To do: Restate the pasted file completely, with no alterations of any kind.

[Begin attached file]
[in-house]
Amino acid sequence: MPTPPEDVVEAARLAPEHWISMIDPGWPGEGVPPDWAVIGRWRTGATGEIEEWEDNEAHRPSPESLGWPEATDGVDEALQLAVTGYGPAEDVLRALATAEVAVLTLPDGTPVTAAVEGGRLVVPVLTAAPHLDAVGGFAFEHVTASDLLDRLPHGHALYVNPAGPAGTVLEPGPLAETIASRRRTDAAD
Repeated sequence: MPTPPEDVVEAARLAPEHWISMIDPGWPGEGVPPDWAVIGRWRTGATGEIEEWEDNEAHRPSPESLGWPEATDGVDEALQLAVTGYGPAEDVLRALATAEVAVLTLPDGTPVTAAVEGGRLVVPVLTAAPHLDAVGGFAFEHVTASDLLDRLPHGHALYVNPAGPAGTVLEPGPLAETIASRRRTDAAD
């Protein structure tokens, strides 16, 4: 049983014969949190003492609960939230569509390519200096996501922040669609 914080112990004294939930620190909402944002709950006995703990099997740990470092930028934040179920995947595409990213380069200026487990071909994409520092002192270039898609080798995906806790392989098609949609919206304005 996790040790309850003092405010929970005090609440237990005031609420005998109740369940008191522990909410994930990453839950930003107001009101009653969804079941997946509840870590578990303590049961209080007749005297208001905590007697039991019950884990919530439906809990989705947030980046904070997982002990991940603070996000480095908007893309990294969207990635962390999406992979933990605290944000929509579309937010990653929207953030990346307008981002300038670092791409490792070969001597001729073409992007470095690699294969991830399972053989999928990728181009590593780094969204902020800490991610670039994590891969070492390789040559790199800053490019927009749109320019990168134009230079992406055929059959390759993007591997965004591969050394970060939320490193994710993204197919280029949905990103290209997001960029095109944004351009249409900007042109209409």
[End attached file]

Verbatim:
[in-house]
Amino acid sequence: MPTPPEDVVEAARLAPEHWISMIDPGWPGEGVPPDWAVIGRWRTGATGEIEEWEDNEAHRPSPESLGWPEATDGVDEALQLAVTGYGPAEDVLRALATAEVAVLTLPDGTPVTAAVEGGRLVVPVLTAAPHLDAVGGFAFEHVTASDLLDRLPHGHALYVNPAGPAGTVLEPGPLAETIASRRRTDAAD
Repeated sequence: MPTPPEDVVEAARLAPEHWISMIDPGWPGEGVPPDWAVIGRWRTGATGEIEEWEDNEAHRPSPESLGWPEATDGVDEALQLAVTGYGPAEDVLRALATAEVAVLTLPDGTPVTAAVEGGRLVVPVLTAAPHLDAVGGFAFEHVTASDLLDRLPHGHALYVNPAGPAGTVLEPGPLAETIASRRRTDAAD
């Protein structure tokens, strides 16, 4: 049983014969949190003492609960939230569509390519200096996501922040669609 914080112990004294939930620190909402944002709950006995703990099997740990470092930028934040179920995947595409990213380069200026487990071909994409520092002192270039898609080798995906806790392989098609949609919206304005 996790040790309850003092405010929970005090609440237990005031609420005998109740369940008191522990909410994930990453839950930003107001009101009653969804079941997946509840870590578990303590049961209080007749005297208001905590007697039991019950884990919530439906809990989705947030980046904070997982002990991940603070996000480095908007893309990294969207990635962390999406992979933990605290944000929509579309937010990653929207953030990346307008981002300038670092791409490792070969001597001729073409992007470095690699294969991830399972053989999928990728181009590593780094969204902020800490991610670039994590891969070492390789040559790199800053490019927009749109320019990168134009230079992406055929059959390759993007591997965004591969050394970060939320490193994710993204197919280029949905990103290209997001960029095109944004351009249409900007042109209409």